Scientists, Know Thy Hirsch Number!

The Hirsch number (otherwise known as the h-index) tries to quantify the (scientific) productivity of a scientist. The Hirsch number was first described by the physicist J.E. Hirsch in a 2005 PNAS paper: An index to quantify an individual?s scientific research output. Hirsch says:

I propose the index h, defined as the number of papers with citation number ≥ h, as a useful index to characterize the scientific output of a researcher.The publication record of an individual and the citation record clearly are data that contain useful information. That information includes the number (Np) of papers published over n years, the number of citations (Njc) for each paper (j), the journals where the papers were published, their impact parameter, etc. This large amount of information will be evaluated with different criteria by different people. Here, I would like to propose a single number, the “h index,” as a particularly simple and useful way to characterize the scientific output of a researcher.A scientist has index h if h of his or her Np papers have at least h citations each and the other (Np ? h) papers have ≤ h citations each.

h index
Histogram giving number of Nobel-prize recipients in Physics in the last 20 years versus their h-index. The peak is at h-index between 35 and 39 (image and text:
http://physicsworld.com/cws/article/news/22890/1/050809.)

For example, if I have a Hirsch number of 10, that simply means that I have written 10 papers with at least 10 citations each.

Most of us are familiar with the impact factor, which is the commonly accepted method for measuring the scientific “weight” of a paper. The impact factor for a journal is “calculated based on a three-year period, and can be considered to be the average number of times published papers are cited up to two calendar years after publication (including the calendar year in which it was published)” (Source: Wikipedia). Currently the top scientific journal with the highest impact factor is Science (30.028) followed closely by Nature (26.681).

J.E. Hirsch further argues in a recent paper that the h-index appears to be a good predictor of one’s scientific productivity in the future.

For those of us who hate quantifying our work, and having ourselves “measured” in terms of simple numbers, it may very well be that the h-index is just another mathematical exercise that we can do without. The thought of having our CVs – our life’s work – reduced to a single number could be unnerving especially to those who are only about to embark on their scientific careers. On the other hand, knowing in advance that such a parameter exists – which could very well be the basis for evaluation in future employment applications – may also help one in mapping out the best strategies for scientific productivity and career advancement.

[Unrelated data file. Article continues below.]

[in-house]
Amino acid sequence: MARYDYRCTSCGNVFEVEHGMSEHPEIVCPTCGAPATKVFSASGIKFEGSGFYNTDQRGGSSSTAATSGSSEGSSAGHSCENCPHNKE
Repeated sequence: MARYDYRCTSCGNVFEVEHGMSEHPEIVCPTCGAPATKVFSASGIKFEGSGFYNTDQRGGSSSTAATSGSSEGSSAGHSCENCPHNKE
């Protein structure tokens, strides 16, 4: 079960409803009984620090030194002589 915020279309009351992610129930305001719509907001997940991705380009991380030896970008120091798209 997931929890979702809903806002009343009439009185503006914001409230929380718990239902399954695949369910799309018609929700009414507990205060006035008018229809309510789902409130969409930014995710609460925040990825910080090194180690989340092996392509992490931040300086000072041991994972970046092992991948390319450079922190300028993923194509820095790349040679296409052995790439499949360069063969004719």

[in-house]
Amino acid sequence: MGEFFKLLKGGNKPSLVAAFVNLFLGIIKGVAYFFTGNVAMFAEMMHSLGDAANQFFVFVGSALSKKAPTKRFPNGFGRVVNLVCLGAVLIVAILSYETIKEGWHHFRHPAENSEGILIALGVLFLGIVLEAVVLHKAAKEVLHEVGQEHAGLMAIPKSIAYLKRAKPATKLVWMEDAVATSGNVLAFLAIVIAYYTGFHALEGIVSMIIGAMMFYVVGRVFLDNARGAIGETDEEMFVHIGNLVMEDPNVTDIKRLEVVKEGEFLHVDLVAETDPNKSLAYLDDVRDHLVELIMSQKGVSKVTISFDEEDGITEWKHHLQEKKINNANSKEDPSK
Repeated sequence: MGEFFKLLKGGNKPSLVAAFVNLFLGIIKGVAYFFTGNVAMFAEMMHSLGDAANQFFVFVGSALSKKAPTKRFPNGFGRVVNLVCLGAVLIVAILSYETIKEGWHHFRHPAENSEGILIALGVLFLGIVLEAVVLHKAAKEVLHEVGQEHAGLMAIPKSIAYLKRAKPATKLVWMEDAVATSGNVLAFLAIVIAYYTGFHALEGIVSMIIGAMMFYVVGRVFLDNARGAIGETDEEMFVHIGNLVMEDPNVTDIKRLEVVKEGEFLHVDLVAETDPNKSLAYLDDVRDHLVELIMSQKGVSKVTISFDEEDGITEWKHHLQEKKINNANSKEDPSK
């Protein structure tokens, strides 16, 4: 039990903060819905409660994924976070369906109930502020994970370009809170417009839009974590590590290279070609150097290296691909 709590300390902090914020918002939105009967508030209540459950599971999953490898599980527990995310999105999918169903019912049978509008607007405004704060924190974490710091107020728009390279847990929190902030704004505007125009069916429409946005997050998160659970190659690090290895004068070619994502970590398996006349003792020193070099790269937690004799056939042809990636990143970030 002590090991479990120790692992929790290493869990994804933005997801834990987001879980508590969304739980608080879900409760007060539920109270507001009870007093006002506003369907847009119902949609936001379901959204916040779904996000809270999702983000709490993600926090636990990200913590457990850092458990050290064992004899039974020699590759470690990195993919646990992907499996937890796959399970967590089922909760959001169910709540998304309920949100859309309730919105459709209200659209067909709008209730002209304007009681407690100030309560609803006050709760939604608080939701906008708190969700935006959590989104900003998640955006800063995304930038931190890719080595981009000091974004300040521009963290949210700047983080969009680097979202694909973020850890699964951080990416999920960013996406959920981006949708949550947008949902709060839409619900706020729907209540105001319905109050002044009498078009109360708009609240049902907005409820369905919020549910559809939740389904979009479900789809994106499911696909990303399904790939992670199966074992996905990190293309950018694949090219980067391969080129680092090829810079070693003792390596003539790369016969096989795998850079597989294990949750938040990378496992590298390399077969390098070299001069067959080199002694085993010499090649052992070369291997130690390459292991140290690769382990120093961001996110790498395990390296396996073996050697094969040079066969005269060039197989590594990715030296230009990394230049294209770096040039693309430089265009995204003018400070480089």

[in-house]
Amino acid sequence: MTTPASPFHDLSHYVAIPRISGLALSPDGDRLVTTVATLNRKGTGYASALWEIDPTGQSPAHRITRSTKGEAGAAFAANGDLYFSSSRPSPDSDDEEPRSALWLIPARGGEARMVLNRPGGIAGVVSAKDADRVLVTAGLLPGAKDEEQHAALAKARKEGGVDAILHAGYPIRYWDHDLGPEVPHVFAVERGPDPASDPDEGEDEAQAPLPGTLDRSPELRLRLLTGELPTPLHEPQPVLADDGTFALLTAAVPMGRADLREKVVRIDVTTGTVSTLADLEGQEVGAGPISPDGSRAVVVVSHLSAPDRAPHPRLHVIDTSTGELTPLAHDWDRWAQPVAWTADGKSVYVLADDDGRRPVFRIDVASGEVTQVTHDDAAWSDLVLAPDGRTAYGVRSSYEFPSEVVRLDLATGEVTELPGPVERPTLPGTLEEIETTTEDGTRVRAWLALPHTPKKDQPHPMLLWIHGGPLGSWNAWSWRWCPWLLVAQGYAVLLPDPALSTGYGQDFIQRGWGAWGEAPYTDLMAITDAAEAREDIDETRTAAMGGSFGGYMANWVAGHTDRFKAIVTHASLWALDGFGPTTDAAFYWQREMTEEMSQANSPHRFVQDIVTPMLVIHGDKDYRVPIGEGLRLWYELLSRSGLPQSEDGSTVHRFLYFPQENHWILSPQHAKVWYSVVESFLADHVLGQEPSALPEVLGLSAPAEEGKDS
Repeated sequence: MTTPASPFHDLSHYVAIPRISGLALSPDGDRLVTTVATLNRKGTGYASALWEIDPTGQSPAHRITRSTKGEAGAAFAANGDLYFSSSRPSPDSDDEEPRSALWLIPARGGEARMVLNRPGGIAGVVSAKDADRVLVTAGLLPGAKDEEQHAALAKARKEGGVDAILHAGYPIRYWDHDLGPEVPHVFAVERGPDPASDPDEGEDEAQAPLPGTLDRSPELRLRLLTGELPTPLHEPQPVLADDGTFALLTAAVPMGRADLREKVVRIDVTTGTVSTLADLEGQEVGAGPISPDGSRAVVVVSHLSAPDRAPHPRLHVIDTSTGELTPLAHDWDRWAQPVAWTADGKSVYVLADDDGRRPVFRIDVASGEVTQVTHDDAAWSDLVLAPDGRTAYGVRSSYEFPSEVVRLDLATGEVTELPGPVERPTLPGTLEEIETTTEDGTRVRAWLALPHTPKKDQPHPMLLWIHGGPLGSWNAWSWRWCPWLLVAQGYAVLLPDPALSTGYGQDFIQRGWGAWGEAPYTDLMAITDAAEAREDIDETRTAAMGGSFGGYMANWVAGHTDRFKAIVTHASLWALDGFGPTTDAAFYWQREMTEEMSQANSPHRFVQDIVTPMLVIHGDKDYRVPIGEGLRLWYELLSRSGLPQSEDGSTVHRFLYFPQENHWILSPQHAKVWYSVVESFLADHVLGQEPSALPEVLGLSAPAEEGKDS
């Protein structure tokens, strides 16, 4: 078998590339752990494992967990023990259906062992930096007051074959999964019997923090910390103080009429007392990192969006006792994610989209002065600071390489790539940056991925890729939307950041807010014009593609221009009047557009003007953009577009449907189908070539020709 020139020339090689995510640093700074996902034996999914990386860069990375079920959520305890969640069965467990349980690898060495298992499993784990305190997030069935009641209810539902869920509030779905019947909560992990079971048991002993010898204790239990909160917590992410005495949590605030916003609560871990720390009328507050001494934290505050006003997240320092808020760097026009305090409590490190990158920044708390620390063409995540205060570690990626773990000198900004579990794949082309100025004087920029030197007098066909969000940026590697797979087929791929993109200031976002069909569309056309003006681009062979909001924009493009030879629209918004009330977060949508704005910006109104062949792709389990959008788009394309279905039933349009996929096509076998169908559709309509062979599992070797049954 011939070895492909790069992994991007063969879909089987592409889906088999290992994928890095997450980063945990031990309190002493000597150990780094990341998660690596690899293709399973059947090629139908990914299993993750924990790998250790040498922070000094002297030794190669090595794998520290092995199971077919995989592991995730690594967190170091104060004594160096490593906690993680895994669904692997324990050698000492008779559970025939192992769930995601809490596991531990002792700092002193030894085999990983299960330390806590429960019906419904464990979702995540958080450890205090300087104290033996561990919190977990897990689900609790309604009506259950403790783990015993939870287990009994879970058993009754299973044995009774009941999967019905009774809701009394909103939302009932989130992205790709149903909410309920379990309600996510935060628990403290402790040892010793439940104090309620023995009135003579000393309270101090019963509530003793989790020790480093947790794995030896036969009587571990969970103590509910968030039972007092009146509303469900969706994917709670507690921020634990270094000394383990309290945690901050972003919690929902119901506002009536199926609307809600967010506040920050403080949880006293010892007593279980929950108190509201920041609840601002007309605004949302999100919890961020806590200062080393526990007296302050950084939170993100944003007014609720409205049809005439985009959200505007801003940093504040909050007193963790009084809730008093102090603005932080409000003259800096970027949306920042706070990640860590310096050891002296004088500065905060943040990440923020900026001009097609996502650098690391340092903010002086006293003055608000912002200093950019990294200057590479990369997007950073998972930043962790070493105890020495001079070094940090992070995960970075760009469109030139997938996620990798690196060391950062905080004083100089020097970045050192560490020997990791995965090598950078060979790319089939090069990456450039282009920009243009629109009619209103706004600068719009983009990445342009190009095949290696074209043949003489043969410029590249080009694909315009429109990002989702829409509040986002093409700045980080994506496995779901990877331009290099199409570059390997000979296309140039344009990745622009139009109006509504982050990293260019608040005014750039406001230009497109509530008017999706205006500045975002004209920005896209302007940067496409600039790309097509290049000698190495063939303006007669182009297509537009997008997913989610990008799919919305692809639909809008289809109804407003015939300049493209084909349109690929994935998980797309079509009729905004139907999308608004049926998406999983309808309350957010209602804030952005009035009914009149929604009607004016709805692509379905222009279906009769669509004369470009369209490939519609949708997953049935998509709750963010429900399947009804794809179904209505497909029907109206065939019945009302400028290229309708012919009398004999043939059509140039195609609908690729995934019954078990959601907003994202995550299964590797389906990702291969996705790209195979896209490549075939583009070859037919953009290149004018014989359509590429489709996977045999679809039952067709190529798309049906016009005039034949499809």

4 comments for “Scientists, Know Thy Hirsch Number!

  1. gil tampoa
    July 6, 2008 at 1:14 pm

    Hello abner, i just registered and am amazed that there is this BKR blog. am thrilled. just wnated to ask if your question was answered already—- april 2008?

  2. abner muhi
    April 18, 2008 at 6:03 pm

    Hi,
    I am an electrical engineer by profession. I’ve been doing a research on alternative fuel/biofuel during my spare time. I have a chemical reaction involving waste vegetable oil. I am sure the resulting gas from the reaction is flammable. But I don’t know what kind of gas it is. Can you help me find a chemist or a chemical lab for complete analysis. Thanks.

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  4. Tuks
    September 10, 2007 at 3:04 pm

    It was a very interesting article. What I like about his proposed h factor is that it almost completely eliminates erroneous impressions made by a long list of cited minor co-authorships by certain authors.

    However, it could have some flaws. Particularly, it invites the rise of cross-citations (i.e. authors indiscriminately citing their own previous works). Just looking at the h factor and not looking at the list of raw citations may show the wrong impression regarding the impact of a published work.

    More importantly, this indexing scheme, depends a lot on the popularity (and the number of researchers in that area) of a research field. For example, Manuel Cardona (the grand old man of modern semiconductor physics) had a higher h compared to Stephen Hawking. Off hand, everybody would agree that Stephen Hawking is a celebrity while Cardona is famous only to scientists in his field. Condensed matter physicists “might” outnumber astrophysicists 100:1. This could be the major factor why Cardona had a much higher h value—there are just more competent scientists in his field who would cite his work compared to Hawking. However, the impact factor of astrophysics journals, on the average, are 5 times that of condensed matter physics journals. Clearly, in this case, the h index was not able to provide an accurate comparison between two scientists.

    IMHO, this new yardstick proposal may very well be a good complement to raw citation lists and impact factor information of one’s published works. But it may not be a considered as a single defining measure of a scientist’s research output.

    Peace.

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